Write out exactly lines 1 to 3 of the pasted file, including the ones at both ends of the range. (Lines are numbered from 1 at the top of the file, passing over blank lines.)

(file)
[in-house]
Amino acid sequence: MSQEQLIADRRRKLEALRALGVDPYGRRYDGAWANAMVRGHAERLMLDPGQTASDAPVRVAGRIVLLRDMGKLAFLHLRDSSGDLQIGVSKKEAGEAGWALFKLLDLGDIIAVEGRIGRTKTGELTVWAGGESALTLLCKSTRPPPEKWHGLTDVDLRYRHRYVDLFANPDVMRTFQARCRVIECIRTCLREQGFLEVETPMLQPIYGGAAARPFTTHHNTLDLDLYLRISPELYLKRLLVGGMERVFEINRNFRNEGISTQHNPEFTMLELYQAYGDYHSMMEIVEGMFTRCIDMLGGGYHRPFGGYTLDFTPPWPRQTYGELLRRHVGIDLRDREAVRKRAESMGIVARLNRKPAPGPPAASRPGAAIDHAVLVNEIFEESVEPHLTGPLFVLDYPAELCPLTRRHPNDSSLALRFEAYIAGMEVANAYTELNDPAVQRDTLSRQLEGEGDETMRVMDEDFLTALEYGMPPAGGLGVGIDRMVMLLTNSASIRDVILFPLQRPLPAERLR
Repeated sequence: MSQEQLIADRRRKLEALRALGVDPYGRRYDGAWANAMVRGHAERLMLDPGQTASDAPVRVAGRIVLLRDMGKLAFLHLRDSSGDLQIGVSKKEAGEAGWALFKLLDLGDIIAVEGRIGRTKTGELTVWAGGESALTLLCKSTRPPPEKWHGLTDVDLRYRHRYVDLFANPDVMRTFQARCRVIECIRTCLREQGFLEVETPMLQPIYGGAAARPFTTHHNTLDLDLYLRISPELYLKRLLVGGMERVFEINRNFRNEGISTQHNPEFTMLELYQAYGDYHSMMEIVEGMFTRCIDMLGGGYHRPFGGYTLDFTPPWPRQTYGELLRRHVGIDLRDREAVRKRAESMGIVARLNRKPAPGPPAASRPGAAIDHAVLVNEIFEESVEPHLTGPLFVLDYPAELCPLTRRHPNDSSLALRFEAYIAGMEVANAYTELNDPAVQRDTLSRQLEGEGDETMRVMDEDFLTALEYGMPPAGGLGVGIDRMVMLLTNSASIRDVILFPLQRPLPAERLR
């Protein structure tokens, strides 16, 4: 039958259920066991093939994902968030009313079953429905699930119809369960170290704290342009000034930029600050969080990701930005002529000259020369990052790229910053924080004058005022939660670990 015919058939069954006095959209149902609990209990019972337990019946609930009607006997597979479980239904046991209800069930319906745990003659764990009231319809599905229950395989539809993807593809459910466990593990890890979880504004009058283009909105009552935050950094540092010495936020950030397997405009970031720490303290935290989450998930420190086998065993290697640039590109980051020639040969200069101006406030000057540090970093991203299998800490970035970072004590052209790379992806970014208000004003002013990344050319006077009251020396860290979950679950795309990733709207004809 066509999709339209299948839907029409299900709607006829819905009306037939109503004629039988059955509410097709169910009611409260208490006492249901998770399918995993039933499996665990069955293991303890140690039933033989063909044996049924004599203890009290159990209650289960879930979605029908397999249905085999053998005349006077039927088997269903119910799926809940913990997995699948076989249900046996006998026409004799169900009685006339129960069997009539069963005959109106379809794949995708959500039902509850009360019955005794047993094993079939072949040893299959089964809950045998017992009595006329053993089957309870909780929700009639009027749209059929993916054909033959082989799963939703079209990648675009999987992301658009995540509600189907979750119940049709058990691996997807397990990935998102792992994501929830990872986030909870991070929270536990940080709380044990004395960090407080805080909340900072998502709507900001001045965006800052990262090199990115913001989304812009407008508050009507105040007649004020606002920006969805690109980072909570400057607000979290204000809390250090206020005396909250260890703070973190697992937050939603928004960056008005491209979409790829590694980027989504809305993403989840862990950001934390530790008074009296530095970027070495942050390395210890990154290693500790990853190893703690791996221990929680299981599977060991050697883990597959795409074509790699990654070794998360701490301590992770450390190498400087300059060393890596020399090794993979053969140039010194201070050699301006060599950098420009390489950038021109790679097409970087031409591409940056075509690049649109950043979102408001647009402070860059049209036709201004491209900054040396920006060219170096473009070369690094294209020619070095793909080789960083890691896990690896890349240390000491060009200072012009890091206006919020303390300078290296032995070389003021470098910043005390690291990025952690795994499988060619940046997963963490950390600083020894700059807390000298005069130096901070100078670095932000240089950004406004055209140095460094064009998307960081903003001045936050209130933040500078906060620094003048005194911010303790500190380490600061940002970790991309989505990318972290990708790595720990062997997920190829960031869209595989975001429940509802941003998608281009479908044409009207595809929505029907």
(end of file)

[in-house]
Amino acid sequence: MSQEQLIADRRRKLEALRALGVDPYGRRYDGAWANAMVRGHAERLMLDPGQTASDAPVRVAGRIVLLRDMGKLAFLHLRDSSGDLQIGVSKKEAGEAGWALFKLLDLGDIIAVEGRIGRTKTGELTVWAGGESALTLLCKSTRPPPEKWHGLTDVDLRYRHRYVDLFANPDVMRTFQARCRVIECIRTCLREQGFLEVETPMLQPIYGGAAARPFTTHHNTLDLDLYLRISPELYLKRLLVGGMERVFEINRNFRNEGISTQHNPEFTMLELYQAYGDYHSMMEIVEGMFTRCIDMLGGGYHRPFGGYTLDFTPPWPRQTYGELLRRHVGIDLRDREAVRKRAESMGIVARLNRKPAPGPPAASRPGAAIDHAVLVNEIFEESVEPHLTGPLFVLDYPAELCPLTRRHPNDSSLALRFEAYIAGMEVANAYTELNDPAVQRDTLSRQLEGEGDETMRVMDEDFLTALEYGMPPAGGLGVGIDRMVMLLTNSASIRDVILFPLQRPLPAERLR
Repeated sequence: MSQEQLIADRRRKLEALRALGVDPYGRRYDGAWANAMVRGHAERLMLDPGQTASDAPVRVAGRIVLLRDMGKLAFLHLRDSSGDLQIGVSKKEAGEAGWALFKLLDLGDIIAVEGRIGRTKTGELTVWAGGESALTLLCKSTRPPPEKWHGLTDVDLRYRHRYVDLFANPDVMRTFQARCRVIECIRTCLREQGFLEVETPMLQPIYGGAAARPFTTHHNTLDLDLYLRISPELYLKRLLVGGMERVFEINRNFRNEGISTQHNPEFTMLELYQAYGDYHSMMEIVEGMFTRCIDMLGGGYHRPFGGYTLDFTPPWPRQTYGELLRRHVGIDLRDREAVRKRAESMGIVARLNRKPAPGPPAASRPGAAIDHAVLVNEIFEESVEPHLTGPLFVLDYPAELCPLTRRHPNDSSLALRFEAYIAGMEVANAYTELNDPAVQRDTLSRQLEGEGDETMRVMDEDFLTALEYGMPPAGGLGVGIDRMVMLLTNSASIRDVILFPLQRPLPAERLR